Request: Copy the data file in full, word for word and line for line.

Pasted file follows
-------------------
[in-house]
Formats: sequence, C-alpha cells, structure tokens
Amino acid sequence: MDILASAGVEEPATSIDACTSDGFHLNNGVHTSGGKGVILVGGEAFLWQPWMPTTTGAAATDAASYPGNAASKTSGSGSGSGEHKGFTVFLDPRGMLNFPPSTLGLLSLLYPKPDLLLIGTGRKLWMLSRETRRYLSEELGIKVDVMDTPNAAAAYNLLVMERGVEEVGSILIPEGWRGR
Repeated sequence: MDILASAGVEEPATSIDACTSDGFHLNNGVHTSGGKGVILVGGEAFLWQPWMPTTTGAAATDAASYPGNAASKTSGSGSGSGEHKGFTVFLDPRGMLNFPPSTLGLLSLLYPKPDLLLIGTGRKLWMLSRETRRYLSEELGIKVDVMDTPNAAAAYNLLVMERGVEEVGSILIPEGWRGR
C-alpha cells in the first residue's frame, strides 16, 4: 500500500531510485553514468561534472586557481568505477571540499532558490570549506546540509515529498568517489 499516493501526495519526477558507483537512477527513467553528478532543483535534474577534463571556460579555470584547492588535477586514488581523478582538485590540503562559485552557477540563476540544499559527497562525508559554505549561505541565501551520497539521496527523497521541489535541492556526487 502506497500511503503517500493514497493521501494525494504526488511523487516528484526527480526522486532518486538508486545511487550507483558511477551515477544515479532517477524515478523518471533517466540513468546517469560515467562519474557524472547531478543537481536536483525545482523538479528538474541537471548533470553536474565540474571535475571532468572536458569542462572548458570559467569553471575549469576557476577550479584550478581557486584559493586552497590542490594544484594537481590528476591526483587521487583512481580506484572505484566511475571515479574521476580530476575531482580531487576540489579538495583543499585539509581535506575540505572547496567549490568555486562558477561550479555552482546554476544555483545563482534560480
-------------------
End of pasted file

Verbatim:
[in-house]
Formats: sequence, C-alpha cells, structure tokens
Amino acid sequence: MDILASAGVEEPATSIDACTSDGFHLNNGVHTSGGKGVILVGGEAFLWQPWMPTTTGAAATDAASYPGNAASKTSGSGSGSGEHKGFTVFLDPRGMLNFPPSTLGLLSLLYPKPDLLLIGTGRKLWMLSRETRRYLSEELGIKVDVMDTPNAAAAYNLLVMERGVEEVGSILIPEGWRGR
Repeated sequence: MDILASAGVEEPATSIDACTSDGFHLNNGVHTSGGKGVILVGGEAFLWQPWMPTTTGAAATDAASYPGNAASKTSGSGSGSGEHKGFTVFLDPRGMLNFPPSTLGLLSLLYPKPDLLLIGTGRKLWMLSRETRRYLSEELGIKVDVMDTPNAAAAYNLLVMERGVEEVGSILIPEGWRGR
C-alpha cells in the first residue's frame, strides 16, 4: 500500500531510485553514468561534472586557481568505477571540499532558490570549506546540509515529498568517489 499516493501526495519526477558507483537512477527513467553528478532543483535534474577534463571556460579555470584547492588535477586514488581523478582538485590540503562559485552557477540563476540544499559527497562525508559554505549561505541565501551520497539521496527523497521541489535541492556526487 502506497500511503503517500493514497493521501494525494504526488511523487516528484526527480526522486532518486538508486545511487550507483558511477551515477544515479532517477524515478523518471533517466540513468546517469560515467562519474557524472547531478543537481536536483525545482523538479528538474541537471548533470553536474565540474571535475571532468572536458569542462572548458570559467569553471575549469576557476577550479584550478581557486584559493586552497590542490594544484594537481590528476591526483587521487583512481580506484572505484566511475571515479574521476580530476575531482580531487576540489579538495583543499585539509581535506575540505572547496567549490568555486562558477561550479555552482546554476544555483545563482534560480